TRENTON – A measure sponsored by Senators Loretta Weinberg and Fred H. Madden which would revise current alimony and inheritance laws to ensure that persons found guilty of abuse, murder and other related crimes are unable to receive financial rewards got unanimous final legislative approval today by the Senate.
“To me it’s pretty simple – this bill would prevent these criminals from doing even further damage to their victims and their families by requiring them to pay alimony or inheritance payments,” said Senator Weinberg, D-Bergen. “This legislation would amend current laws that might otherwise entitle these criminals to these monetary benefits, and ensure that such undeserving persons are not rewarded for their actions.”
“There are certain things that are completely unacceptable, and expecting to receive alimony or an inheritance benefit from a spouse, after you have threatened, or in some cases taken, his or her life is unconscionable,” said Senator Madden, D-Camden and Gloucester. “This legislation would clear up any misconceptions or confusion about the awarding of these benefit payments.”
The Senators’ bill, S-1645/1640, would regulate the awarding of alimony and inheritance benefit payments.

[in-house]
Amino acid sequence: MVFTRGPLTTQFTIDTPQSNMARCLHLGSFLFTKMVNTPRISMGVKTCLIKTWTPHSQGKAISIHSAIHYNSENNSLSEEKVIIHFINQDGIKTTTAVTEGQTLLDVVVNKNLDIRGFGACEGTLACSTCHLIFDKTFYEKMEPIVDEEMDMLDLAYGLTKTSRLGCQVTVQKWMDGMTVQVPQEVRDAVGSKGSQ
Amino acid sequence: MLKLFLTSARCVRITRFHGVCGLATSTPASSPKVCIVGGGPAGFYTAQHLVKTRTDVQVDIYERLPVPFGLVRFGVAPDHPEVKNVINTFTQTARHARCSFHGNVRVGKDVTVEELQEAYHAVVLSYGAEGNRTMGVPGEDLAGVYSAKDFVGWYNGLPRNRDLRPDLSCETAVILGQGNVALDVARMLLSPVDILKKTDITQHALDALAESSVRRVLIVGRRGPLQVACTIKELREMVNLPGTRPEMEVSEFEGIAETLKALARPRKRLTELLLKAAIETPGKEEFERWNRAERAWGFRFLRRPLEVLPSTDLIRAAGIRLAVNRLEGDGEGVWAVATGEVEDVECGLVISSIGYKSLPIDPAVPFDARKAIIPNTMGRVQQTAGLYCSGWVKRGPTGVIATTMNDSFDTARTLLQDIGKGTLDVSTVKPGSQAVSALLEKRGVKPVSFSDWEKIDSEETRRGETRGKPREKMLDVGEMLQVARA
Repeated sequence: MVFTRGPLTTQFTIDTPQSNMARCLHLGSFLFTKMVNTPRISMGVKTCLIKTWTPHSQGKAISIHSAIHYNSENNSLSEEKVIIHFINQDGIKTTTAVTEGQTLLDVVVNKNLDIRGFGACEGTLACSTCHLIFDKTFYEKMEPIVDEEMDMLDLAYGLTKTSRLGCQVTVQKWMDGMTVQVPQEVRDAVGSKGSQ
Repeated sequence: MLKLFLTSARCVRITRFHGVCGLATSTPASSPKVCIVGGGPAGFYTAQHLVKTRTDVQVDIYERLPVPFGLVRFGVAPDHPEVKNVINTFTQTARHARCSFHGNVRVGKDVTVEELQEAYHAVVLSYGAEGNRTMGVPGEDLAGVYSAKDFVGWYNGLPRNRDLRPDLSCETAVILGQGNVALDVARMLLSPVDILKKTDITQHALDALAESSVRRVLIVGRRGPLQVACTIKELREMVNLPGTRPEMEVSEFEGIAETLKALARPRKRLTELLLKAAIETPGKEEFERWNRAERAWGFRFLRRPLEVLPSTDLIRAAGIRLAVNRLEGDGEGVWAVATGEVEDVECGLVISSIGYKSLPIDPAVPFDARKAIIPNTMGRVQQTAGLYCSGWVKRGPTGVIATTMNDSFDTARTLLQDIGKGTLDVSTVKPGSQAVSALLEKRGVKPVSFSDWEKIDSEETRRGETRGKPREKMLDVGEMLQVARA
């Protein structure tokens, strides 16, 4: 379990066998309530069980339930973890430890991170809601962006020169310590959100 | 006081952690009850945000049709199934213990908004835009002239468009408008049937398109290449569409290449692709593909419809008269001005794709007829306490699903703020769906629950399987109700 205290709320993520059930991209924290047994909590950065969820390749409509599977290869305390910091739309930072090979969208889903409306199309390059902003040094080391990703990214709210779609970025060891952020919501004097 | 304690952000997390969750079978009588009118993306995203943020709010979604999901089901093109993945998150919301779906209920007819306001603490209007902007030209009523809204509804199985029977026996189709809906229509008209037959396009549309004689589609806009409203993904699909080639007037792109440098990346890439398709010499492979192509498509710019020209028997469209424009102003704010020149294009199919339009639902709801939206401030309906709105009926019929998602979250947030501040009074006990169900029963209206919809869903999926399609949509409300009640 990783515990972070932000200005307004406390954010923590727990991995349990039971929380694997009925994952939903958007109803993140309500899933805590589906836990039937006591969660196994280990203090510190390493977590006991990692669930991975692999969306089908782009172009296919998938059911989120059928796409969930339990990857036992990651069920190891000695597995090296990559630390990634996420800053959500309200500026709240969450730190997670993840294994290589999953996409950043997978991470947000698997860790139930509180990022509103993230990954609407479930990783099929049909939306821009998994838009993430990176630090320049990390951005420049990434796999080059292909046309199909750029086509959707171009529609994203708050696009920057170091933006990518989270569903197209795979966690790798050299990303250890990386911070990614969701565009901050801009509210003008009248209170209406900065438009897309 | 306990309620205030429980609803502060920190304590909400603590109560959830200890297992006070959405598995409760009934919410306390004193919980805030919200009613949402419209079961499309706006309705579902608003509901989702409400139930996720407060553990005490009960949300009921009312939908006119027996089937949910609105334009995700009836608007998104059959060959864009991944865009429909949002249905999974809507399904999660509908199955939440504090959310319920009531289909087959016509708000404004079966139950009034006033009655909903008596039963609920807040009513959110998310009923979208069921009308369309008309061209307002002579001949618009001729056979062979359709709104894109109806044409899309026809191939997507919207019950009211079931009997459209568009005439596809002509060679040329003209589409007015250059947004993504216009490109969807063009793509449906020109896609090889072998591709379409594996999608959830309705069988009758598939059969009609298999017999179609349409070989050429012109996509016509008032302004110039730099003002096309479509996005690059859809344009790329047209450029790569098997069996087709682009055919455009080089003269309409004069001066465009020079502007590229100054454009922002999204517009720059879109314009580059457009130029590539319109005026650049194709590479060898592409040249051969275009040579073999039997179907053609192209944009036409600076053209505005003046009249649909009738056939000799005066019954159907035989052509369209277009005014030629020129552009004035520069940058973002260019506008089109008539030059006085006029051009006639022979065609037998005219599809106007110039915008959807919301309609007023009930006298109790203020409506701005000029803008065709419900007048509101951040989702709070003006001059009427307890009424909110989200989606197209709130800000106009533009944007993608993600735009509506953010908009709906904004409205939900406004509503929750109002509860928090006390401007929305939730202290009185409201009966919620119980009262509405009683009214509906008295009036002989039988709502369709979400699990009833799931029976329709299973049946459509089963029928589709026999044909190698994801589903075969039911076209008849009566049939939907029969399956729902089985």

The Senators noted that this legislation is a result of a situation involving one of Senator Weinberg’s constituents, Christopher Calbi, who gained national attention after a New Jersey court ruled that he’d have to pay alimony to his ex-wife upon her release from prison for killing their son.
The bill is broken up into two sections. With regard to alimony payments, the bill would prevent anyone convicted of an attempted murder from receiving alimony from their intended victim. Intended victims/spouses would also not be responsible for covering the cost of divorce court fees. Under current law, the divorcing spouse must cover the cost of the other person’s counsel fees.
The bill would also eliminate a parent’s right to inherit from their deceased child’s estate if they were found guilty of refusal to acknowledge/abandonment, sexual assault, endangering the welfare of that child or attempted murder.
The Senators noted that this bill is also the result of a recent New Jersey Appellate Decision, which ruled that a mother of an abused, abandoned child was not entitled to inherit the $1 million inheritance paid by the State to her son’s estate. The court ruled that awarding the mother the money would be “cruel, ironic and inequitable,” since that abuse and neglect contributed to the child’s death.
This measure now heads to the Governor’s desk where his signature would make it State law.